Samantha McCloud
Samantha McCloud

This article first appeared in ARCHITECT.

Despite significant improvements in recent years, my hometown of Kansas City, Mo., remains one of the most segregated cities in America. Accordingly, it may come as no surprise to hear I rarely encountered diversity, of any kind, during my childhood. Upon graduating from high school, I spent a year in the Philippines, where my mother is from, and developed a passion for building community and learning from others.

That passion led me down life-changing paths at Kansas State University, notably joining its NCAA Women’s rowing team and enrolling in its architecture program. In these two ventures, camaraderie is a lifeline. The challenges I faced and successes I had were often shared with others.

I pursue the same sense of allyship in my office and the opportunity to bring inclusion to the forefront in Kansas City, which I still call home. By initiating and destigmatizing conversations about inequity, I have seen—and helped spark—progress since graduating six years ago.

When I started at my current firm, managing partners equally comprised women and men. However, I was the only ethnic minority in the company. By speaking up and participating in recruitment efforts, I helped my company attract new talent and increase our team’s diversity. Today, 15 percent of our 45-plus Kansas City design staff identify as people of color, and our office is burgeoning with new business. Furthermore, the firm makes intentional efforts to support equity, diversity, and inclusion (EDI), not just in our marketing but also in practice, through mentorship, flexibility, transparency, biannual reviews, annual pay audits, two-way communication and engagement across all experience levels, equitable access to project opportunities, and creating my role as director of community involvement, diversity & inclusion.

As a visible thought leader on EDI, our firm has deepened its ability to connect with existing clients and has expanded its reach with new clients. By bringing diverse perspectives to the table, our design teams solve challenges with greater empathy, understanding, and innovation. When envisioning the experience of end users in their future spaces and the relationships our projects will have with their neighborhoods, the conversations are more intimate and human-centered.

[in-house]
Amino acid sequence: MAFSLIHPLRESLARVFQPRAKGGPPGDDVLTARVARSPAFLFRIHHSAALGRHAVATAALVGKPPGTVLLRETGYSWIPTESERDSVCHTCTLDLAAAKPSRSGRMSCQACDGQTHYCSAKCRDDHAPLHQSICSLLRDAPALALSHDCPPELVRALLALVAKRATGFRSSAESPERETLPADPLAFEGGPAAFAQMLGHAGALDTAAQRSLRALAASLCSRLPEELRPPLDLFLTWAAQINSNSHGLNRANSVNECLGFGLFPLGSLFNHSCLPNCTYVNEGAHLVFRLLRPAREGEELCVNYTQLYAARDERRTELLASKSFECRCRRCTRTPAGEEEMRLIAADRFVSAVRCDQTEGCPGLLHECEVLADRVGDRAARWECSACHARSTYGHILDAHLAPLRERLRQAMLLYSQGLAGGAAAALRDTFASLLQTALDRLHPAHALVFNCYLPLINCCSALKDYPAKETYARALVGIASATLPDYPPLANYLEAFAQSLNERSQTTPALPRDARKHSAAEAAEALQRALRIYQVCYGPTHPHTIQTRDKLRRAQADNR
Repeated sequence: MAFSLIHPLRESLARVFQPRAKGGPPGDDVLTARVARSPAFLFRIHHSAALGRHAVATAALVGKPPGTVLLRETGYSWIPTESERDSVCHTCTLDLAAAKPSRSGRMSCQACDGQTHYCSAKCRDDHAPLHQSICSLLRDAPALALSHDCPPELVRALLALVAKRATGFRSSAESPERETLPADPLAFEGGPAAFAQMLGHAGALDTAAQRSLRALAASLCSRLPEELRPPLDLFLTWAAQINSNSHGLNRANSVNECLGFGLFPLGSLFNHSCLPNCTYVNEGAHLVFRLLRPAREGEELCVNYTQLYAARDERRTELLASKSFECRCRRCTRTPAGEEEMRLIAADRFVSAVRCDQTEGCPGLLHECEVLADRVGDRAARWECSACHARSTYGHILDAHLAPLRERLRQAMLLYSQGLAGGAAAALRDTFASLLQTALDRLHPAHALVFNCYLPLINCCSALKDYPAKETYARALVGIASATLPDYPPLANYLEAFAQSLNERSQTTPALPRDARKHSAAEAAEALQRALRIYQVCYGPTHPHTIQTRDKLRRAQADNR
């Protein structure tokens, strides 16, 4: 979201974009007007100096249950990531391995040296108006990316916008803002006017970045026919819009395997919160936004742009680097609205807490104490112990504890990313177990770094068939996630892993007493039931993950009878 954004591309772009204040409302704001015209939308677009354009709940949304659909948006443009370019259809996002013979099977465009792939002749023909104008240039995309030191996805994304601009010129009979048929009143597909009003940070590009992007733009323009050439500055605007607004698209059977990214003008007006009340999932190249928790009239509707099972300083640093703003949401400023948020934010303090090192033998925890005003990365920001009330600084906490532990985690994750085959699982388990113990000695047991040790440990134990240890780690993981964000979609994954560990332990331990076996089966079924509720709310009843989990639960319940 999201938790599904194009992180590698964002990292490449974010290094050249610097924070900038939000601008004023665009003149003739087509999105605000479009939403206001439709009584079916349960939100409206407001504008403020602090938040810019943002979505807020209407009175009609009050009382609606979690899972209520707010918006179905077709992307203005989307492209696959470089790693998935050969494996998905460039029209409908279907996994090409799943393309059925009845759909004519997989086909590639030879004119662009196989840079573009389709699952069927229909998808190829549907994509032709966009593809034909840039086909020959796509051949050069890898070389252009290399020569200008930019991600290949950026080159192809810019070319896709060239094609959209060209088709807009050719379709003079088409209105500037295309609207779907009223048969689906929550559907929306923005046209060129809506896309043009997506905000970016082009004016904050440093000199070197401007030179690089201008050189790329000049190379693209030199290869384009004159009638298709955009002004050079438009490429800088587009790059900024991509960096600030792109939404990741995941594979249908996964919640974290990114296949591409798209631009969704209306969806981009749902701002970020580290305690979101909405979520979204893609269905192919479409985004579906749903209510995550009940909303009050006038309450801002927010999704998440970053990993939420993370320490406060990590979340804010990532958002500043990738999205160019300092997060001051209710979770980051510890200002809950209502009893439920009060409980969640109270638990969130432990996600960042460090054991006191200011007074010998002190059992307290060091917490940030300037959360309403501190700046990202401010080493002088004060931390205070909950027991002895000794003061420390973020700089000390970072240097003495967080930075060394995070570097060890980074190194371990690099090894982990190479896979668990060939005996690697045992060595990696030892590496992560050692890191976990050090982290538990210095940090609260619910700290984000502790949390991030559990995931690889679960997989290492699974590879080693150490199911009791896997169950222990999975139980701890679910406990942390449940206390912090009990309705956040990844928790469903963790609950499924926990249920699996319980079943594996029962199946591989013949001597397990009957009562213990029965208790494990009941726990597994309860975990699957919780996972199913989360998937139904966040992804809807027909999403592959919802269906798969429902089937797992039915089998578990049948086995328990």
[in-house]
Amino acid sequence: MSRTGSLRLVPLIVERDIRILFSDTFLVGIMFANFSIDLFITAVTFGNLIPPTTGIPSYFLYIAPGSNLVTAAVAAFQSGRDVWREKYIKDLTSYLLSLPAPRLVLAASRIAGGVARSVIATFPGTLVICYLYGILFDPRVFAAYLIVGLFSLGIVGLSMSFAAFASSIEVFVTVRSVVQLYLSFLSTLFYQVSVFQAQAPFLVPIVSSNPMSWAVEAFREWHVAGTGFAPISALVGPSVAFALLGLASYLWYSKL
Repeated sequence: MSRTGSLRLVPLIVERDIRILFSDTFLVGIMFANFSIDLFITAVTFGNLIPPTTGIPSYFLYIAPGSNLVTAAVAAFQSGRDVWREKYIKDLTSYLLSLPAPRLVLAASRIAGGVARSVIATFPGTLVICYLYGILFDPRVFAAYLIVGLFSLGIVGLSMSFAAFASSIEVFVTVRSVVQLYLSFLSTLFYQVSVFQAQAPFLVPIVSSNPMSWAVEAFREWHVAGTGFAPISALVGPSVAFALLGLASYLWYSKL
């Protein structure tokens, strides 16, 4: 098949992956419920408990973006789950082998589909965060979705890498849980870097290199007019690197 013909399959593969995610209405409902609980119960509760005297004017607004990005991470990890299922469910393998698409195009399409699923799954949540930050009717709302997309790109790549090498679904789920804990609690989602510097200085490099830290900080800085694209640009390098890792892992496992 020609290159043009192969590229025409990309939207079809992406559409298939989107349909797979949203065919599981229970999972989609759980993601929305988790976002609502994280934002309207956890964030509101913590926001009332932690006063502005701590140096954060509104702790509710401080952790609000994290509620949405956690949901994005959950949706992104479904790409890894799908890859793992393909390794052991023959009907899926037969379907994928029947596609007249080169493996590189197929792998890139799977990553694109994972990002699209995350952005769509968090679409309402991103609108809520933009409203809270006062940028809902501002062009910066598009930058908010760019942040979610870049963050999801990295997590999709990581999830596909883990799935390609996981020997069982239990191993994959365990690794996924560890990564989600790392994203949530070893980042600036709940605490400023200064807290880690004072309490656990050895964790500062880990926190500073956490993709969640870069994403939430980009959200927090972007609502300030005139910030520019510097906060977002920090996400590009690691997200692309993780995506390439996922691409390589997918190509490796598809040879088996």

Through AIA Kansas City, another vital platform and community, I helped develop an educational outreach program, published an internationally distributed journal celebrating women in the profession, initiated a partnership with the Girl Scouts to teach design-thinking skills, developed mentor and allyship programs among members spanning multiple generations, and co-founded the component’s Equity in Architecture committee to lead a membership-wide study on the local EDI condition. The value resulting from these initiatives helped AIA Kansas City become a Big Sibs chapter, blowing by the 1,000-member benchmark to reach 1,400-plus members and counting.

As people begin viewing EDI less as controversy and more as competence, the conversation is sparking interest across industries throughout the city. Barriers are breaking down, and for a fundamental reason: At the core of the EDI conversation is a quest for opportunity—individuals seeking equal access to career growth, firms seeking talent, business developers seeking clients, and designers seeking to better serve our increasingly diverse and globalized society. We all have a story to tell and something to share, and we all have something to learn and to benefit from each other.

In this critical time of visible division on many topic areas, the how significantly affects the what on EDI actions. In my experience, it takes community to succeed in any goal, and personal investment—intentional effort and time—to build that community. As creators charged with improving the world through design and innovation, architects are a community and we thrive when we ally together.

Call for submissions: Have a timely, relevant, and unexplored perspective or experience that the design community would benefit from hearing? Email [email protected].

Editor's note: We regularly publish opinion columns that we think would be of service to our readers. The views and conclusions from these authors are not necessarily those of ARCHITECT magazine nor of The American Institute of Architects.

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